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One in five children across Middle East need immediate help: UNICEF

Wars raging across the region means that 12 million Syrian and five million Iraqi children need urgent assistance
Syrian children play on attractions in a destroyed street in the rebel-held town of Douma, on the eastern outskirts of Damascus, as Muslims celebrate the third day of the Eid al-Adha holiday on September 3, 2017 (AFP)

Wars raging across the Middle East and North Africa mean that nearly one in five children across the region need immediate humanitarian assistance, according to new analysis by UNICEF.

The war in Syria has left 12 million children within Syria and in refugee hosting countries in need of assistance, while in Iraq heavy fighting between the Islamic State group and Iraqi ground forces backed by the US-led coalition in Tal Afar and Mosul means that five million children lack access to clean water, sanitation, healthcare and secure living conditions.

“Conflict continues to rob millions of girls and boys of their childhood. Decades of progress are at a risk of being reversed across the Middle East and North Africa,” said Geert Cappelaere, UNICEF regional director.

Conflict continues to rob millions of girls and boys of their childhood

- Geert Cappelaere, UNICEF Regional Director

“Children in the Middle East and North Africa region have undergone unprecedented levels of violence and witnessed horrors that no one should witness. If violence and wars continue, the consequences- not only for the region- but for the world as a whole will be dire need,” she added.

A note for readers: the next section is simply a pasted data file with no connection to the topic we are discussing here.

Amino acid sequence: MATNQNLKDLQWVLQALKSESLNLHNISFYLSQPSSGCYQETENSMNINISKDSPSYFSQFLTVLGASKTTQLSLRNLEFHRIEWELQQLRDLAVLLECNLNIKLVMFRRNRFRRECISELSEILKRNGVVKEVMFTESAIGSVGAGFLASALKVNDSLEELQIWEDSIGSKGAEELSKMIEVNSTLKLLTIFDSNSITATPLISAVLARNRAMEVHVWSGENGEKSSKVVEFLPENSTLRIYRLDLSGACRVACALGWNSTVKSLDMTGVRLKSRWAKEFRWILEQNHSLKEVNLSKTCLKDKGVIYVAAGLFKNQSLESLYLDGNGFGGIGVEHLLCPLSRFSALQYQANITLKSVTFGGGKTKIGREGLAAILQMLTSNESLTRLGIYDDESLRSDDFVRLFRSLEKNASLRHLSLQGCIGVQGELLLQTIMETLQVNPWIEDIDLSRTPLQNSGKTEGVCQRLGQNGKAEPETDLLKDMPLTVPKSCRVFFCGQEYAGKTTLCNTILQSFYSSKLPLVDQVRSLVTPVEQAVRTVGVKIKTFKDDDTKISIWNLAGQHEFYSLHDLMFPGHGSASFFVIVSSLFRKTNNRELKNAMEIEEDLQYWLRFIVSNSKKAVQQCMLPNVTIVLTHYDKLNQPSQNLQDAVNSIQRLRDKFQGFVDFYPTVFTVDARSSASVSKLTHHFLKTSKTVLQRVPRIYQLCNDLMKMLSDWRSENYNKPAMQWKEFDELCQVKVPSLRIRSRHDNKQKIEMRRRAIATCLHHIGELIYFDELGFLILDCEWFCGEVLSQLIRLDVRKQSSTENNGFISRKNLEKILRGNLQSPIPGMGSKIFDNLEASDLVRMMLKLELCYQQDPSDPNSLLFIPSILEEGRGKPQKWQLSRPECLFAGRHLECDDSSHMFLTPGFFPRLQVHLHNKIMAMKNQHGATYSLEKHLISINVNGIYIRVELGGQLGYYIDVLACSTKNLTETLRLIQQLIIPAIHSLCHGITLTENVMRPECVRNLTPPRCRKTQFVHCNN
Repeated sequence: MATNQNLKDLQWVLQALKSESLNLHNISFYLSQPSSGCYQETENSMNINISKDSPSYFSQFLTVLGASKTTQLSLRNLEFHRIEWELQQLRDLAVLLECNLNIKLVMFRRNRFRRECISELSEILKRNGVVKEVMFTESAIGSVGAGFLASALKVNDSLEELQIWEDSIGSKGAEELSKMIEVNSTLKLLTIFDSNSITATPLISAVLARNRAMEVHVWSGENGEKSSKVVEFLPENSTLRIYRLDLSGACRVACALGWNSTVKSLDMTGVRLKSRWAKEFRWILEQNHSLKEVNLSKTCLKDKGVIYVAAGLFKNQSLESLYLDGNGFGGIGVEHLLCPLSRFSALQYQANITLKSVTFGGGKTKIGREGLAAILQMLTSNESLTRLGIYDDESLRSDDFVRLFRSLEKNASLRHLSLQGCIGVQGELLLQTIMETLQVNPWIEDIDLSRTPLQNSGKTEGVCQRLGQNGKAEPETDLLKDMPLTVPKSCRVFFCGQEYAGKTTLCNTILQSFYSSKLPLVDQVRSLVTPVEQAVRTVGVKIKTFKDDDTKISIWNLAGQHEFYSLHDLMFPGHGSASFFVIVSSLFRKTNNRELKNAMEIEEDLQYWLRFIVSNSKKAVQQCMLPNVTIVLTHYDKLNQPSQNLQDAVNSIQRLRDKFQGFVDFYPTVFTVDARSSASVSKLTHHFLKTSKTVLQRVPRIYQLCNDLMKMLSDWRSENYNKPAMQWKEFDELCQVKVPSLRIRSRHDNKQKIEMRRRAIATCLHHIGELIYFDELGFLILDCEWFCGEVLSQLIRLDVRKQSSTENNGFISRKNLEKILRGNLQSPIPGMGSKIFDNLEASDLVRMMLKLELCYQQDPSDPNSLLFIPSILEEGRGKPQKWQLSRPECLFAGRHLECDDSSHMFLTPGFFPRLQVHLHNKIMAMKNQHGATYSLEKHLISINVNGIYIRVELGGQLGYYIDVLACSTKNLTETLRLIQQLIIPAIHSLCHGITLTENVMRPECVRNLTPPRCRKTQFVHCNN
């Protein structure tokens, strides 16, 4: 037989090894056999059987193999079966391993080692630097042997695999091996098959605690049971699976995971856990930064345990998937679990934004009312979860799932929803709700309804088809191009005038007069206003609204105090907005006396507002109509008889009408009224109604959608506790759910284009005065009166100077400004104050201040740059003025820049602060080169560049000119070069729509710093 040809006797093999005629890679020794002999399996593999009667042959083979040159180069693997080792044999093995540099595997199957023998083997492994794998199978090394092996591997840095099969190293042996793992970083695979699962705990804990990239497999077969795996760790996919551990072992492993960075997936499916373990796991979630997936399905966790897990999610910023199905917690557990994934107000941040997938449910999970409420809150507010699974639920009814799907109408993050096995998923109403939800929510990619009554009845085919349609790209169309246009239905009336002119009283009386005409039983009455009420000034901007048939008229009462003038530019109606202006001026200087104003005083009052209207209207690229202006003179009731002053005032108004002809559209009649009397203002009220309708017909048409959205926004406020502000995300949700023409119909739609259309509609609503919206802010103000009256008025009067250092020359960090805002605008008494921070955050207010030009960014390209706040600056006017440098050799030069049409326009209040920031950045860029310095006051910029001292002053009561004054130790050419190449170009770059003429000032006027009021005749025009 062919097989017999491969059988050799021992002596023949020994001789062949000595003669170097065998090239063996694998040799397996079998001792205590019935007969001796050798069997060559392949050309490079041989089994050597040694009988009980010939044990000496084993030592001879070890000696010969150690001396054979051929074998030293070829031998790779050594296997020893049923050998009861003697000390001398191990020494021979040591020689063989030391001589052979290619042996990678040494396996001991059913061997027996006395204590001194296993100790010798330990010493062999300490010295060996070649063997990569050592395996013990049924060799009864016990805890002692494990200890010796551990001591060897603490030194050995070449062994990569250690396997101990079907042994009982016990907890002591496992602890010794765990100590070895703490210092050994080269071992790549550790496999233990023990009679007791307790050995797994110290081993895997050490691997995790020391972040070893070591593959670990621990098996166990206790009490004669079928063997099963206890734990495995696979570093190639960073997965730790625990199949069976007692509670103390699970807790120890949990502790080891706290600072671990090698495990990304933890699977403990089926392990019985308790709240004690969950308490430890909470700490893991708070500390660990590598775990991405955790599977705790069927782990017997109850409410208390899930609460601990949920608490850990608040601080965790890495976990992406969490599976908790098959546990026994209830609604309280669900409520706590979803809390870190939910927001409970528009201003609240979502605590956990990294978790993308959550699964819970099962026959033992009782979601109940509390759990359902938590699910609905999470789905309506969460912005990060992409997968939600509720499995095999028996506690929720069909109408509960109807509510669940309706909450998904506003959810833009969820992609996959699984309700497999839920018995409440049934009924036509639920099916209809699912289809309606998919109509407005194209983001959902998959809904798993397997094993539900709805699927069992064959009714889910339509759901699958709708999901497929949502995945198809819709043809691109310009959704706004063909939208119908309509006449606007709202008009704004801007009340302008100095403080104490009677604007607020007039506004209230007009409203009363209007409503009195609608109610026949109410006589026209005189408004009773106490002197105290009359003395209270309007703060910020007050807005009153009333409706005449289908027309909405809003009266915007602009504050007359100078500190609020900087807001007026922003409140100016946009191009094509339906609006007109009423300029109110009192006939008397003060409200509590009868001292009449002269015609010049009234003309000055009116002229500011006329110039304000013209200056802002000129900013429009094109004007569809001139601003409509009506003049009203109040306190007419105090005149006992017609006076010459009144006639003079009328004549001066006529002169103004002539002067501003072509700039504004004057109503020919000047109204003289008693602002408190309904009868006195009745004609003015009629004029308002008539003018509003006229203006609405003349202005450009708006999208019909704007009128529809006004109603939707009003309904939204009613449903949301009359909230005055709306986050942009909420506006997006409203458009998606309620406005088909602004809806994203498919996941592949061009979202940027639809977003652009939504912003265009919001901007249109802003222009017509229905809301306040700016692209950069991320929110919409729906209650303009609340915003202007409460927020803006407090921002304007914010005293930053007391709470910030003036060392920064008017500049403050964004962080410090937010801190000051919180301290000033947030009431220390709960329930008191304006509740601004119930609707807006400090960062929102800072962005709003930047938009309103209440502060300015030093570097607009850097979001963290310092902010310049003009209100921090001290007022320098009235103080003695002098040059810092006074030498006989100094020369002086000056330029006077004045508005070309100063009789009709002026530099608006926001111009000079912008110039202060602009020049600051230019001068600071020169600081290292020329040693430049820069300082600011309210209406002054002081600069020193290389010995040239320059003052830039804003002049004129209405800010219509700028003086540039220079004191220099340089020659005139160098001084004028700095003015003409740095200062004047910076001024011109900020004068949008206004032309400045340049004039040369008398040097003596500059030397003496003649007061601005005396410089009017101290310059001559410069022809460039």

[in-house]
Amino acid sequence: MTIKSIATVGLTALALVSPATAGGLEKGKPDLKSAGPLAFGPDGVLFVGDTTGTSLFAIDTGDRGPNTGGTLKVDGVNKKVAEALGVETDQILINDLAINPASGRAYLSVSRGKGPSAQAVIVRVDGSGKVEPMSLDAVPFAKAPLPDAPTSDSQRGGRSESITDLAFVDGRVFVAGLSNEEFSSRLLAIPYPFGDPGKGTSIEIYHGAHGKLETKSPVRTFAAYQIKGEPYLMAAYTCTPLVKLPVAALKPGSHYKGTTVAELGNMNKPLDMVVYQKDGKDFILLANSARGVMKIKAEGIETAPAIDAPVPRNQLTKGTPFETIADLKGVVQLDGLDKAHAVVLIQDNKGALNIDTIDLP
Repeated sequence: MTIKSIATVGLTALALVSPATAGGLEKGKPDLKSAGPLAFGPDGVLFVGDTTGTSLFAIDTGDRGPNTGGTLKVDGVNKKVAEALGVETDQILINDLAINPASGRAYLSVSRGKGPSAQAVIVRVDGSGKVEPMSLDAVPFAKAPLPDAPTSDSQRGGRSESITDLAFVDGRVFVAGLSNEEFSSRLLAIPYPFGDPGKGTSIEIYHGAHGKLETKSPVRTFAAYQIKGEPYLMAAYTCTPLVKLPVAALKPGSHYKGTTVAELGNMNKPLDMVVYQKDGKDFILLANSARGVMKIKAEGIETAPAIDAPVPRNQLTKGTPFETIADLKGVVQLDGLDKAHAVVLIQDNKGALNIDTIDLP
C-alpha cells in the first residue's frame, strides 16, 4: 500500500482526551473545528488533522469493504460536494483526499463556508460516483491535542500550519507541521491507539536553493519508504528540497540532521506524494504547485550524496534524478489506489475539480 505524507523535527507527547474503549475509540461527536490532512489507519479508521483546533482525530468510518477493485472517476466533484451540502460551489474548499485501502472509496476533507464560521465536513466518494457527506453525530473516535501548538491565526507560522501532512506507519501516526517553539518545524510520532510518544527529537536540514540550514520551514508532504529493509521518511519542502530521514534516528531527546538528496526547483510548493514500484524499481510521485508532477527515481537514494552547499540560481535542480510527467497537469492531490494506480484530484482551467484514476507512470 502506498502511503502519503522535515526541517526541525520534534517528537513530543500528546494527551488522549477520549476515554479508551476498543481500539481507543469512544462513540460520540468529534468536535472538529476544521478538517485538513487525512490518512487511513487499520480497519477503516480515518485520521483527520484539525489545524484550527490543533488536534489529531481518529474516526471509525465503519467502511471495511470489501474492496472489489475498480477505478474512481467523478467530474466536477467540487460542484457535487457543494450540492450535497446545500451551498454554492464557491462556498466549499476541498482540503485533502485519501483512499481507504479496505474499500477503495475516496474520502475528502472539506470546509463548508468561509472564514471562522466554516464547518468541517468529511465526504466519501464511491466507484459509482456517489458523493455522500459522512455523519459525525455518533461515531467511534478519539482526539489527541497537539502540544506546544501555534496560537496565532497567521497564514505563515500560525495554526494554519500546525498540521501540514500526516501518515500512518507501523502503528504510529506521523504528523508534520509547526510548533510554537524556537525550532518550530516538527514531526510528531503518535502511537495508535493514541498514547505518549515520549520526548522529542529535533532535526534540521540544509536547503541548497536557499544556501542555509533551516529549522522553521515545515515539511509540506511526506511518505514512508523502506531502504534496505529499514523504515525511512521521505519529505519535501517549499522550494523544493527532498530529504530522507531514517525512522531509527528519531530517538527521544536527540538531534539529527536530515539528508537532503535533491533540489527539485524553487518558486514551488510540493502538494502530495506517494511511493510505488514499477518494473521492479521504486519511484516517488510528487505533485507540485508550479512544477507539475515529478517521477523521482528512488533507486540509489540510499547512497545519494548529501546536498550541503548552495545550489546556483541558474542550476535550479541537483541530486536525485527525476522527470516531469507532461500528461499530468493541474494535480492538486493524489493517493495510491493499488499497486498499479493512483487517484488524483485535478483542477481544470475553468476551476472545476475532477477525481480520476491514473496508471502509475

“World leaders must do much more to put an end to violence for the sake of boys and girls and their future” said Cappelaere.

Children have been hardest hit by ongoing years of violence and displacement and the targeting of civilian infrastructure, including hospitals and water installations has exposed them to risk of death and diseases.

The fighting in Yemen has destroyed water and sanitation systems, sparking the world’s worst cholera and acute watery diarrhea outbreak with over 610,000 cases to date. While in Syria an estimated 2 million children live in hard-to reach or besieged areas with limited access to humanitarian relief.

Last week, Save the Children said one million children in Gaza are living in “dire conditions”.

Power shortages imposed by the Palestinian authority and Israel on the densely packed occupied territory mean that schools are unable to function and water treatment plants unable to work.

"Sxity percent of the sea around Gaza is contaminated with untreated sewage and over 90 percent of water sources too contaminated for human consumption,” the UK-based NGO said in a statement.

The conflicts across Middle East and North Africa have also inflicted deep social wounds, Cappelaere added.

“With no end in sight to these conflicts and with families’ dwindling financial resources, many have no choice but to send their children to work or marry their daughters early. The number of children affiliated with the fighting has more than doubled,” she said.

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